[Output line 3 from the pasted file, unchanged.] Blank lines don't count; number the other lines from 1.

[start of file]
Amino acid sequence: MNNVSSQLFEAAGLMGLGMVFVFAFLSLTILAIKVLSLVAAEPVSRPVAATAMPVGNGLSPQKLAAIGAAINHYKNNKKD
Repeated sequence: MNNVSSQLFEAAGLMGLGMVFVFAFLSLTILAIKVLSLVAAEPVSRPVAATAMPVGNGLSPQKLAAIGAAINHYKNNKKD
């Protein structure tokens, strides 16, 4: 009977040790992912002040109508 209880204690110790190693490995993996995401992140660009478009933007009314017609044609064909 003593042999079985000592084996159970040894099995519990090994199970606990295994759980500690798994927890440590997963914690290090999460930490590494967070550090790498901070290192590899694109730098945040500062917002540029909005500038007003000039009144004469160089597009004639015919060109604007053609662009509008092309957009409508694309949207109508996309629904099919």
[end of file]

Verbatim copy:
């Protein structure tokens, strides 16, 4: 009977040790992912002040109508 209880204690110790190693490995993996995401992140660009478009933007009314017609044609064909 003593042999079985000592084996159970040894099995519990090994199970606990295994759980500690798994927890440590997963914690290090999460930490590494967070550090790498901070290192590899694109730098945040500062917002540029909005500038007003000039009144004469160089597009004639015919060109604007053609662009509008092309957009409508694309949207109508996309629904099919």